02/02/2015 09:12 am ET Updated Dec 06, 2017

A History Of LGBT Art Being Too Offensive And Irreverent For Mainstream Eyes (NSFW)

Offensive. Irreverent. Lurid. Debased. Risky. Obscene. Indecent. Degenerate. Vulgar. Debauched. Depraved. Lewd. These are just some of the words critics used to describe art that, well, just doesn't cut if for mainstream audiences.

For example, some of these words were used to describe the late Robert Mapplethorpe's photography, a kind of image making that leaned heavily on the side of explicit homoeroticism. In 1988, Washington, D.C.'s Corcoran gallery showed a collection of more than 150 of Mapplethorpe's works in a retrospective dubbed "The Perfect Moment." Unfortunately, contrary to the title, some saw the depictions of sex as nothing more than "dirty pictures." Former Republican Senator Jesse Helms was among them. He especially didn't care for the fact that funding from the National Endowment for the Arts had helped launch the Mapplethorpe exhibition.

robert mapplethorpe

A visitor looks at photographs by US photographer Robert Mapplethorpe during the Paris Photo Fair held at the Grand Palais on November 12, 2014 in Paris, France. (Photo by Chesnot/Getty Images)

Flexing his political muscles, Helms moved to support an amendment that would prevent NEA money from being used to “promote, disseminate or produce obscene or indecent materials, including but not limited to depictions of sadomasochism, homoeroticism, the exploitation of children, or individuals engaged in sex acts; or material which denigrates the objects or beliefs of the adherents of a particular religion or non-religion.”

The amendment didn't hold. But the Corcoran canceled the show. Mapplethorpe had already died, but his work was censored without him.

"In this current climate of confusion, exaggeration and hyperbole, it would be very difficult for an artist like Mapplethorpe, who is very controversial, to have a good viewing of his work in Washington," the late NEA chairman Livingston Biddle explained in 1989. (Yes, his name was Livingston. Biddle.) "I think the decision [to cancel the show] is beneficial to arts."


David Wojnarowicz, Still from A Fire in My Belly (A work in progress), 1986-87, Color and b&w, silent, Super 8mm film on video, 20:55 minutes. Courtesy of the Estate of David Wojnarowicz and P.P.O.W.

Fast forward to 2010, and David Wojnarowicz (that's pronounced voy-nah-ROH-vitch) suffered through similar posthumous denigration. His work -- a four-minute excerpt from a 1987 video piece titled "A Fire in My Belly" -- was included in an exhibition at D.C.'s National Portrait Gallery. Until it wasn't. The Catholic League took issue with a certain eleven seconds contained within that excerpt that showed ants crawling over a crucifix. Once the phrase "hate speech" was tossed into the wind, the damage was done. Wojnarowicz's work was removed from a show equipped with yet another curious title: "Hide/Seek."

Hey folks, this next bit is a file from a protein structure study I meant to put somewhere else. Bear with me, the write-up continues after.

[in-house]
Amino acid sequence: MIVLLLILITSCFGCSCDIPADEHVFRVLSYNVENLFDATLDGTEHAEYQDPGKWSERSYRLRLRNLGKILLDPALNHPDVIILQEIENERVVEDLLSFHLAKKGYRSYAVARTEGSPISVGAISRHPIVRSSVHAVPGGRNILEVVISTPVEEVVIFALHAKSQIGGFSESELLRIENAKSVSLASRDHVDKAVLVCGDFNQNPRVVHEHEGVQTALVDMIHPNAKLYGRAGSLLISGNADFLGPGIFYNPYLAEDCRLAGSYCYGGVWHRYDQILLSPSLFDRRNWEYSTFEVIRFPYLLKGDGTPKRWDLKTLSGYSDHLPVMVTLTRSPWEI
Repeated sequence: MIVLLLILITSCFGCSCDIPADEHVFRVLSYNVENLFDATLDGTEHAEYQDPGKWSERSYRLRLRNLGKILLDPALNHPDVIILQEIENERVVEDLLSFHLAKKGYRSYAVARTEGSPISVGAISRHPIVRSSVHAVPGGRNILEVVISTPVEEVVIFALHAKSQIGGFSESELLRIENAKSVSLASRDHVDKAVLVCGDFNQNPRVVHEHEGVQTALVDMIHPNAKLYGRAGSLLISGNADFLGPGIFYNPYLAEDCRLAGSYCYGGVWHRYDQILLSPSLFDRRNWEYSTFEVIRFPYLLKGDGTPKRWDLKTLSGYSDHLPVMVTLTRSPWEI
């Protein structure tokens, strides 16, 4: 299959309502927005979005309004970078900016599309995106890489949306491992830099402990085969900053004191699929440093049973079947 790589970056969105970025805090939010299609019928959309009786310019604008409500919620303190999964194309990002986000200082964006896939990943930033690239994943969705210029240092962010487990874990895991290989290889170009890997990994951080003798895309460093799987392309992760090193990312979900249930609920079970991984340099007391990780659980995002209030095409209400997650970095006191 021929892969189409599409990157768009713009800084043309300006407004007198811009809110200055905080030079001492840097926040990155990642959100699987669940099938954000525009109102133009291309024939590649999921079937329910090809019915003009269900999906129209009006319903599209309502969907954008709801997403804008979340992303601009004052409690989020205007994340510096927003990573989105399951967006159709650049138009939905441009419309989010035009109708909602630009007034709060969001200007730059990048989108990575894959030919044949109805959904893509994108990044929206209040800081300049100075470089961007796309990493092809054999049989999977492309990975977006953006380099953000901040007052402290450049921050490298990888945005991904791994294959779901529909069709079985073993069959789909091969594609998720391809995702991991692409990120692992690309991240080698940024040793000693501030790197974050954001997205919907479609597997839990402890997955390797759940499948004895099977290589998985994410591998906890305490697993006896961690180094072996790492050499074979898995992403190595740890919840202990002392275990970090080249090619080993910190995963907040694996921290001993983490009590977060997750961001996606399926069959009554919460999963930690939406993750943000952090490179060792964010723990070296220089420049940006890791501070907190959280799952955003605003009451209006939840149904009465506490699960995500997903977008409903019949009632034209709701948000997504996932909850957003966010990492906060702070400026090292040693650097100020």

"Wojnarowicz believed, as have many artists, that the outsider position is a valuable one, and with difference comes responsibilities," Holland Cotter defensibly declared in a review of "Hide/Seek" in 2010, "resistance to acceptance at any cost being one."

In 2015, we like to think we're far removed from the "culture wars" of the nineties. And then Andres Serrano falls under the chopping block yet again. So today, yesterday and tomorrow are better times than any to confront the trends of censorship history. And the Leslie-Lohman Museum of Gay and Lesbian Art is probably better equipped than most to tackle the task.

In an exhibition titled "Irreverent: A Celebration of Censorship," Leslie-Lohman explores how condemnations like "too risky" and "offensive" have affected the trajectory of LGBTQ art. The pieces on view next month will showcase the multimedia work of 17 artists that toy with queer content including South African artist Zanele Muholi, feminist pioneer Harmony Hammond, Native American artist Kent Monkman and Mexican-born Queer Chicana artist Alma Lopez. The late Mapplethorpe and Wojnarowicz will lead the pack.

“The exhibition draws inspiration from the innovative responses to watershed moments in the history of censoring LGBTQ art in Canada, England, Ireland, the Netherlands, South Africa, Sweden, Turkey, and the United States," exhibition curator Jennifer Tyburczy explained in a press release. "In concept, the show is principally drawn from two events: the censorship of Robert Mapplethorpe’s art in the 1980s and 1990s and the more recent withdrawal of David Wojnarowicz’s 'A Fire in My Belly' from the National Portrait Gallery in 2010. In practice, it seizes on the international fame of these controversies to delve deeper into the many ways that censorship functions in queer artistic life.”

Sex, Tyburczy further asserts, is the point upon which the show pivots. Because hidden behind all the synonyms for obscene is an implicit bias against minority sexual preferences. "The exhibition shows how the defamers of queer life have consistently used sex as a political tool to silence all kinds of minority voices on issues that range from immigration to religion, to race, gender, and disability, to globalization and capitalism.”

Below is a preview of "Irreverent," which will be on view at Leslie-Lohman in New York City from February 13 to May 3, 2015. For more on the history of Leslie-Lohman, check out our profile on the institution here.


This exhibition will be the featured exhibition of the Queer Art Caucus of the College Art Association ‘s 2015 national convention scheduled in New York in February. A panel will be presented on the exhibition at the conference.



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